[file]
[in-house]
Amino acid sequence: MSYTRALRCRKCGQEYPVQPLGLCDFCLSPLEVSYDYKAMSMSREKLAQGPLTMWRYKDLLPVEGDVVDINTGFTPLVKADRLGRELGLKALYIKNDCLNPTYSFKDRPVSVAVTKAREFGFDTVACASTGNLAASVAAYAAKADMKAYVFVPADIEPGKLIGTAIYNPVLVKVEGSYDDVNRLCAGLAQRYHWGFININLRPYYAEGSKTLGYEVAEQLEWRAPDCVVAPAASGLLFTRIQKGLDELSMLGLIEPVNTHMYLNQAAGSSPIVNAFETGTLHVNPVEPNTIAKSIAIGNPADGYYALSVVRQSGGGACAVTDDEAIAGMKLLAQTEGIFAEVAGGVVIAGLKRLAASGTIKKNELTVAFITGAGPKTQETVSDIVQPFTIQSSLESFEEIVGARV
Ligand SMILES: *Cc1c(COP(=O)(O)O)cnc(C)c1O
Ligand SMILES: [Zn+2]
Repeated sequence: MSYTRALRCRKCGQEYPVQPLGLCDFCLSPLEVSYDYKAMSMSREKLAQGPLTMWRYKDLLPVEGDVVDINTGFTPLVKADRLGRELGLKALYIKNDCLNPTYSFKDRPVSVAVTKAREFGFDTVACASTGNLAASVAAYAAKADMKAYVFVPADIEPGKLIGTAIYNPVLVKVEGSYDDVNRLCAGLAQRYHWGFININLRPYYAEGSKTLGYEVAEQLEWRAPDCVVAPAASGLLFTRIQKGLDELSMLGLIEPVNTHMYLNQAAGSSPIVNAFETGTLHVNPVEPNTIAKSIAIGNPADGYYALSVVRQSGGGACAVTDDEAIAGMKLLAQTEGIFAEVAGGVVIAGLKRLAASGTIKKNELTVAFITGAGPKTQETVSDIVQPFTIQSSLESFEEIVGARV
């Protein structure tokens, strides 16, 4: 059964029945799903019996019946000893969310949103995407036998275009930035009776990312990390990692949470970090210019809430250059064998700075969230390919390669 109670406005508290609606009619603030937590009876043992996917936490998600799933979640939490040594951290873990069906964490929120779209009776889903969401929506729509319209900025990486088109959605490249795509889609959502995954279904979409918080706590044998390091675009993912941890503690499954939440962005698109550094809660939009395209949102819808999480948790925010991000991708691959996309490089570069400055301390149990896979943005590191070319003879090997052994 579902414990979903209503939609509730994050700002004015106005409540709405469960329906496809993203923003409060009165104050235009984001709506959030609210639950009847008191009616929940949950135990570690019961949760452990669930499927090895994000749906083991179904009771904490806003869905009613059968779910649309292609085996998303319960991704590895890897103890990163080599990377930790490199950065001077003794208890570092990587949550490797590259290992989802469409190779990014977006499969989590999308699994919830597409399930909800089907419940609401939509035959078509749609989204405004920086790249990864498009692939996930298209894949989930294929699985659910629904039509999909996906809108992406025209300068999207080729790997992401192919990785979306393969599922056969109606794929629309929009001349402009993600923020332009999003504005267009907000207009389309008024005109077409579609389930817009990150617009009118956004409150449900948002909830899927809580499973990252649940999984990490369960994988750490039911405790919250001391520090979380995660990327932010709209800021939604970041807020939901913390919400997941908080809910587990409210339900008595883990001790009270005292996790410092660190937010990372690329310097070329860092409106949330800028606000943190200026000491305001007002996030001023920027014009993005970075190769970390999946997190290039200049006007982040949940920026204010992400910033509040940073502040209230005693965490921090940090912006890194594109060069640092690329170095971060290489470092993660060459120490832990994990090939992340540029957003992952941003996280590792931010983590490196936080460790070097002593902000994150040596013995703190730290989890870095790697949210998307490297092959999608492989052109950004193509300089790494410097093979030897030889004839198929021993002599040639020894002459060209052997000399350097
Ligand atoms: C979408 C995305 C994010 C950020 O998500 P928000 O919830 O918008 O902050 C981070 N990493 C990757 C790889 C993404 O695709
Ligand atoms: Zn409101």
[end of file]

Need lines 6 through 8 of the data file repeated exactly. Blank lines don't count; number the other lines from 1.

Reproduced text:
């Protein structure tokens, strides 16, 4: 059964029945799903019996019946000893969310949103995407036998275009930035009776990312990390990692949470970090210019809430250059064998700075969230390919390669 109670406005508290609606009619603030937590009876043992996917936490998600799933979640939490040594951290873990069906964490929120779209009776889903969401929506729509319209900025990486088109959605490249795509889609959502995954279904979409918080706590044998390091675009993912941890503690499954939440962005698109550094809660939009395209949102819808999480948790925010991000991708691959996309490089570069400055301390149990896979943005590191070319003879090997052994 579902414990979903209503939609509730994050700002004015106005409540709405469960329906496809993203923003409060009165104050235009984001709506959030609210639950009847008191009616929940949950135990570690019961949760452990669930499927090895994000749906083991179904009771904490806003869905009613059968779910649309292609085996998303319960991704590895890897103890990163080599990377930790490199950065001077003794208890570092990587949550490797590259290992989802469409190779990014977006499969989590999308699994919830597409399930909800089907419940609401939509035959078509749609989204405004920086790249990864498009692939996930298209894949989930294929699985659910629904039509999909996906809108992406025209300068999207080729790997992401192919990785979306393969599922056969109606794929629309929009001349402009993600923020332009999003504005267009907000207009389309008024005109077409579609389930817009990150617009009118956004409150449900948002909830899927809580499973990252649940999984990490369960994988750490039911405790919250001391520090979380995660990327932010709209800021939604970041807020939901913390919400997941908080809910587990409210339900008595883990001790009270005292996790410092660190937010990372690329310097070329860092409106949330800028606000943190200026000491305001007002996030001023920027014009993005970075190769970390999946997190290039200049006007982040949940920026204010992400910033509040940073502040209230005693965490921090940090912006890194594109060069640092690329170095971060290489470092993660060459120490832990994990090939992340540029957003992952941003996280590792931010983590490196936080460790070097002593902000994150040596013995703190730290989890870095790697949210998307490297092959999608492989052109950004193509300089790494410097093979030897030889004839198929021993002599040639020894002459060209052997000399350097
Ligand atoms: C979408 C995305 C994010 C950020 O998500 P928000 O919830 O918008 O902050 C981070 N990493 C990757 C790889 C993404 O695709
Ligand atoms: Zn409101």